Table 1 shows typical bolting ~arrangement Ior various busbar sizes. The recommended torque setting.'! are applicable to high-tensile steel (8.8) or aluminium

Jarnps -----------

'I'll' choice of clamp material and method of manufacture depends on the a.c, or d.c. current requirements, and on the number of clamps of a given size requi red. The manuIacturing methods used include machining from plate

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sand Of die casting, or stamping from plate. In the case of low current a.c. (less than 3000 A) and d.c, systems the clamps should be made from a high-strength material compatible with the required contact pressure. They can therefore be made. from steel in cast, forged or stamped form. Where a,c, currents in excess of 3000 A are concerned, the choice of material is between the low or nonmagnetic steels or a brass or bronze. Steel clamps are generally uns-uitable because of the hysteresis losses induced in them.

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Welded joints _

The inert gas shielded arc processes, tungsten inert gas (TIG) and metal inert gas (MIG) are the preferred welding methods for high conductivity coppers and are capable of producing excellent busbar joints. The welding data given in Table 2 are provided as a guide to good practice, but the actual welding conditions that will give the best results for a particular joint must be determined from experience. Certain physical and metallurgical properties of copper must, however, be taken account of when welding. The high thermal diffusivity of copper - four or five times that of mild steel- opposes the formation of an adequate weld pool necessary for good fusion and deoxidation which can give rise to lack of fusion defects and porosity .. The rapid heat sink effect, which is particularly pronounced in thicker sections, must therefore be overcome. Preheating of the copper before welding is neces-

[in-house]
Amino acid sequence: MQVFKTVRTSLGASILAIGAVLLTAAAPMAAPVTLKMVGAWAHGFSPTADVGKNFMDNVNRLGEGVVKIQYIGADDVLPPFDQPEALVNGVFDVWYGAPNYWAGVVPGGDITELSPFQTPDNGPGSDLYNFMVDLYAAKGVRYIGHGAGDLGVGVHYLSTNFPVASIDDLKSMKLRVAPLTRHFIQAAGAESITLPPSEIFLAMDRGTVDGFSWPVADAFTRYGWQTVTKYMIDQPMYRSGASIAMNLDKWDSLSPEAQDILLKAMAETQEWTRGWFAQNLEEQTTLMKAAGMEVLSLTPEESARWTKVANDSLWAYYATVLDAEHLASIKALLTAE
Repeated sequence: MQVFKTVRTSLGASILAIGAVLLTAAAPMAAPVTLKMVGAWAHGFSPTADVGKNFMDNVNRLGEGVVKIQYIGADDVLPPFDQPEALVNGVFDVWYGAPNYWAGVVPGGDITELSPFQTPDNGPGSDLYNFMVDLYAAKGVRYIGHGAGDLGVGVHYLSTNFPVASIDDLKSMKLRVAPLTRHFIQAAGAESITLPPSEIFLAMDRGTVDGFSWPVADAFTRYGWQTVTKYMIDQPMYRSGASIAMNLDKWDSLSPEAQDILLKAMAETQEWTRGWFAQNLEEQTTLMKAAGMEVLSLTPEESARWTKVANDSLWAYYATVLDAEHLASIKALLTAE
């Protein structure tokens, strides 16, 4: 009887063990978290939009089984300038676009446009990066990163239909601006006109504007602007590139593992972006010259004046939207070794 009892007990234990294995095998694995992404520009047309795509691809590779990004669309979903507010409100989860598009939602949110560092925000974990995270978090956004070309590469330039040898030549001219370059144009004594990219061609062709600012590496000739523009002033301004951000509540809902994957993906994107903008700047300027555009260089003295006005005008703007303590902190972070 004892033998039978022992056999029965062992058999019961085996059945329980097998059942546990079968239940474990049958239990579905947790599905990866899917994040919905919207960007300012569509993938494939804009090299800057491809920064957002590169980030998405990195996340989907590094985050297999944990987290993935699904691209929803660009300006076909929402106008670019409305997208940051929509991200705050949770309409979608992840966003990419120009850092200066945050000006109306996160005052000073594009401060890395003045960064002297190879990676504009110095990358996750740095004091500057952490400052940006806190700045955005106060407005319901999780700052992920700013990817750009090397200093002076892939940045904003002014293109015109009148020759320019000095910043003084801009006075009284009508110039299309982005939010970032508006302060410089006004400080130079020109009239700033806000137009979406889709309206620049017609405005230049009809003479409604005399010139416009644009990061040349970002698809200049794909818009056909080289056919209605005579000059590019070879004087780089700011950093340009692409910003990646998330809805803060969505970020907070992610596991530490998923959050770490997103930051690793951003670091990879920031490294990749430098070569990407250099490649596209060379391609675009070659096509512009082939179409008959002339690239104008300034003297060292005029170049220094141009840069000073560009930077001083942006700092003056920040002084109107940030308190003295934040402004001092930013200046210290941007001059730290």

sary for thickness above about 3mm as indicated in Table 2.